This network provider's customer is moving to the building next door -- just about 50 feet, says a pilot fish working on the job.
"We called up the telco to verify phone line cutover and DSL availability so we could schedule the move," fish says.
"The telco said moving next door changes where the local switching takes place, so the current phone numbers won't work and they'll need to get new numbers, and that will take an additional six to eight weeks."
What about DSL service for that building? fish asks. We'll need to send that question over to engineering and get back to you, telco rep says.
A few weeks pass. There's no word on DSL, so fish calls again. Rep says they must have lost the work order. He'll reissue it and they'll call when there's word.
A couple weeks more, and the customer is ready to move. Another call to the telco about DSL. Rep says they must have the lost work order again.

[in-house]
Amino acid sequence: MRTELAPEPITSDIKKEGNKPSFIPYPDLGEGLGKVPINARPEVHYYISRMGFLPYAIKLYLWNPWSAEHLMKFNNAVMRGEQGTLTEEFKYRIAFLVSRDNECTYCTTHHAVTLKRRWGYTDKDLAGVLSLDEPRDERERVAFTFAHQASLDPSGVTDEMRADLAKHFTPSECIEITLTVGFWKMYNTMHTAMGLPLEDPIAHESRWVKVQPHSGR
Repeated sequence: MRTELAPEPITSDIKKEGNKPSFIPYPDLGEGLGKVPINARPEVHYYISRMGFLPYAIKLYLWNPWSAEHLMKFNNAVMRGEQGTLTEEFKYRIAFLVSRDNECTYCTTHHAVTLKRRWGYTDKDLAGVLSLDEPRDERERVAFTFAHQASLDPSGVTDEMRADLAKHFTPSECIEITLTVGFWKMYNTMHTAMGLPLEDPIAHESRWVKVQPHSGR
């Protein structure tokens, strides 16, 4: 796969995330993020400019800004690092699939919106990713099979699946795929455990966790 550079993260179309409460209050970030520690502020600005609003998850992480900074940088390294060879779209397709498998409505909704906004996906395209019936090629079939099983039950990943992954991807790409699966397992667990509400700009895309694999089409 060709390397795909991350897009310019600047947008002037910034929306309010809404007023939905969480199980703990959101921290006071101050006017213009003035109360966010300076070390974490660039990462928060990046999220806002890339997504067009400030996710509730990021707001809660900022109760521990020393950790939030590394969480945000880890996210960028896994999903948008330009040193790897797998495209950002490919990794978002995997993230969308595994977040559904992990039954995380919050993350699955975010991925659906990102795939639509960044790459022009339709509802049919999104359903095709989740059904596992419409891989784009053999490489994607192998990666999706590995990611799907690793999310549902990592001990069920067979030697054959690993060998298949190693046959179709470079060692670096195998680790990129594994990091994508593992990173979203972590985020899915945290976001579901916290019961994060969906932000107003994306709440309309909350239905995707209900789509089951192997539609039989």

Meanwhile, fish checks on cable Internet service, which the customer has been using at the old office. But the cable provider rep says that 50 feet is too far away to add an additional coax run. Rep suggests putting in a new cable run under the parking lot -- for $5,000.
That's a little puzzling to fish, since he knows there's a shared carport between the buildings -- and there's already cabling running between the buildings.
"I brought in a cabling contractor and had him do a Cat-5 run between the buildings, and voila! Internet for the new office courtesy of a spare port on the old office's switch," says fish.
"Oh yeah -- three months after the move, a telco tech called from the customer site to ask where I wanted the DSL."
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